Hospice Utilization: Another Year and Still No Business

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This is the second blog this month on utilization, so you might be wondering “why care?”!  Utilization is  the starting point in answering the question “How do I grow?”  There are several choices – find new patients, take share away from competitors and increase the “order size”.  By benchmarking your agency’s utilization against high levels of utilization, you can determine how much opportunity there is to find new patients.

For 2015, we are seeing the continued leveling off of hospice utilization nationwide.  It would be great if we could chalk this up to an aberration, but unfortunately as we look at utilization over the last decade, we see that hospice utilization has been leveling off for the last five or six years. The 2015 utilization rates are lower even than those of five years ago.

Slide1When you consider that we measure hospice utilization by dividing the number of hospice patients served by the total Medicare eligible population for each state (this ensures that we capture live as well as expired discharges), we would expect hospice utilization to be somewhat stable, given the increasing awareness of hospice services, the ubiquitous availability of its services and favorable demographics.

Breaking hospice utilization into state quartiles shows a dramatic difference between the bottom quartile and the top one, as well as a pretty significant jump from the third quartile to the second one.

Slide2Further, a state-by-state look between 2014 and 2015 shows very discouraging conditions:

  • Just 11 states showed utilization growth from 2014 to 2015. Of those, 5 states had utilization growth of less than 1%. Of the remaining 6 states, only two (Arkansas and Maine) showed growth in excess of 2%.
  • This is a significant decrease from last year in which 17 states experienced utilization growth, eight of which exceeded growth of 2%.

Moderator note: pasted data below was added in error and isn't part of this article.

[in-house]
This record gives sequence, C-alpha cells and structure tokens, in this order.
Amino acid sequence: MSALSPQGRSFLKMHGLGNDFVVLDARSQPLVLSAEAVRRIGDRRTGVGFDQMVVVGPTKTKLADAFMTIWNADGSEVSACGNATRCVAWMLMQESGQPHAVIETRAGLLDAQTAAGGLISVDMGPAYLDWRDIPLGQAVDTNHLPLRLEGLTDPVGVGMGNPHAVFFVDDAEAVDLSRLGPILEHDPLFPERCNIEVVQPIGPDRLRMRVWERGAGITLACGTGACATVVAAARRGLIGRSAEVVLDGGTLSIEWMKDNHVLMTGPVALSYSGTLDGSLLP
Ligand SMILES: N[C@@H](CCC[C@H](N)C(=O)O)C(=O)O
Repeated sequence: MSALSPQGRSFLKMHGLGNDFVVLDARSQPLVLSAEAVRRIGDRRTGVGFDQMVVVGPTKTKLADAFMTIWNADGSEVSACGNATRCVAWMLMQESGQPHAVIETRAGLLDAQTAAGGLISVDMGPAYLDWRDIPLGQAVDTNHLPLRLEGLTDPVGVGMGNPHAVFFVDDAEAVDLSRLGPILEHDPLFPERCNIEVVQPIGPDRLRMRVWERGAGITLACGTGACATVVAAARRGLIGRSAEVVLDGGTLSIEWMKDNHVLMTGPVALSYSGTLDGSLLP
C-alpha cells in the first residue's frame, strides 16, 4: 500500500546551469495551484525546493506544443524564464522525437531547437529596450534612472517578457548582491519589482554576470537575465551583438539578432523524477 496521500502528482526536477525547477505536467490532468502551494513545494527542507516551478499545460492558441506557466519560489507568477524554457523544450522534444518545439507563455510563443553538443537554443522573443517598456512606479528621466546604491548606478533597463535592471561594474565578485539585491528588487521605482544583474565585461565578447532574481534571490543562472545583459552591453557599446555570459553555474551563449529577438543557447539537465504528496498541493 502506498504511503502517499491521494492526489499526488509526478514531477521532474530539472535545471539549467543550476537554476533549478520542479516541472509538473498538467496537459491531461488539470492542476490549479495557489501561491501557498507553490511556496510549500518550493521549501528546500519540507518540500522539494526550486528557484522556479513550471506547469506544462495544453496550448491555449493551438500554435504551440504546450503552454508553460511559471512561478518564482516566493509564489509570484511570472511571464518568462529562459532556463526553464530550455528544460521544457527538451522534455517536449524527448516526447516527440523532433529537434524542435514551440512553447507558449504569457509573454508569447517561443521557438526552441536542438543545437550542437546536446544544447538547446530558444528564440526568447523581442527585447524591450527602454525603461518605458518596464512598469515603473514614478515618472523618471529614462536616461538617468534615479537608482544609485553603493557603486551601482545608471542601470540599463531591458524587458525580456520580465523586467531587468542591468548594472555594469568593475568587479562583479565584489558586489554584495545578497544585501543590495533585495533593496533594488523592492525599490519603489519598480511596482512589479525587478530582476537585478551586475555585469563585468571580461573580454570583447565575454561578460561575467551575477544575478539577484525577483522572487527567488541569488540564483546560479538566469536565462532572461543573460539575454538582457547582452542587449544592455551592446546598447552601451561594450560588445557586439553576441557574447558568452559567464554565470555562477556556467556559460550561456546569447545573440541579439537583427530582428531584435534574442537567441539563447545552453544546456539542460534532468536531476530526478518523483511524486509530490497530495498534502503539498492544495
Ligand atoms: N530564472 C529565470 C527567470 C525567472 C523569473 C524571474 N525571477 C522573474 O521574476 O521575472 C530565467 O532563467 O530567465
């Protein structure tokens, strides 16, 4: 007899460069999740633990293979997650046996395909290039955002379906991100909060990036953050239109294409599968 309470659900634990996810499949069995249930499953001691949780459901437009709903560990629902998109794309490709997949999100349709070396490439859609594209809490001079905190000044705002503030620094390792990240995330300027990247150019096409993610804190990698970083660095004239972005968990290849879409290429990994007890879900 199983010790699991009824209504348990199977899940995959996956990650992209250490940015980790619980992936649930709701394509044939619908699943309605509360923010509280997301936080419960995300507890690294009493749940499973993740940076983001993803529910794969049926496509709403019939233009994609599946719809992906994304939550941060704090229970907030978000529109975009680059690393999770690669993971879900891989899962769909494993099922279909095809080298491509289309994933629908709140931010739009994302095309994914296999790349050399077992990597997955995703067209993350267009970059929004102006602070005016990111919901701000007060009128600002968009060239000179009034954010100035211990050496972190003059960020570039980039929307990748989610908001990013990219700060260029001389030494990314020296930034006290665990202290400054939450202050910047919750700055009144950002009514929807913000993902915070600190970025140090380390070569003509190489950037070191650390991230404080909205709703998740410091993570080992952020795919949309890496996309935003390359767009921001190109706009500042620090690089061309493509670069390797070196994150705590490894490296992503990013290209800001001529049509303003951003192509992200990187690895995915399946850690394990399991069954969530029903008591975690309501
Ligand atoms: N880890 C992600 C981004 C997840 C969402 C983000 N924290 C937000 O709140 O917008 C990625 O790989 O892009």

• 11 states experienced declines in excess of 5%. Two of these (Wyoming and Alaska) experienced declines in excess of 11%.
  • This is actually better than 2014 in which 14 states experienced declines of +5%, with four of those at +11% declines.


2017 and Beyond

With increased regulatory pressure and a new payment system which dis-incentivizes long term patients, hospice utilization looks to be on a continued decline. And yet, long term prospects could be strong given hospice’ ability to help control end-of-life (EOL) costs, however this requires significant structural and attitudinal changes in the healthcare delivery system.


Local Impact

While a national outlook is interesting, it is more important to understand what is happening at the local level.  Here a quick tutorial on how to calculate utilization locally:

Divide patients served (found in the Market Share 2 Report) into the Medicare fee-for service enrollees (as found in the Managed Care/Dual Eligible Report).  Once you have that percentage, you can benchmark your agency against other agencies in that geography.  A “good” utilization rate is not an absolute number, but rather should be compared to other geographies, which you can view in the state-by-state utilization chart or by looking at the quartile chart above.

Remember that a lower utilization rate means that there are patients who could be in hospice that are not.  It is important to understand how your key metrics compare to those in higher utilization markets.  Our research indicates that market metrics change as utilization changes and we have compiled a set of aspirational benchmarks that can be used.  Outcomes to look at include: Percent of non-cancer deaths, inpatient care days, site of care mix, short stay patients, and non-white patients.


State-by-State Utilization Chart

If you would like to see the 2006 – 2015 state-by-state utilization chart used for this blog, just click here for access to it.


Calculation Notes

  • Hospice utilization rates are measured by dividing the number of hospice patients served by the total Medicare eligible population for each state.
  • Puerto Rico and Washington D.C. are also included in this analysis.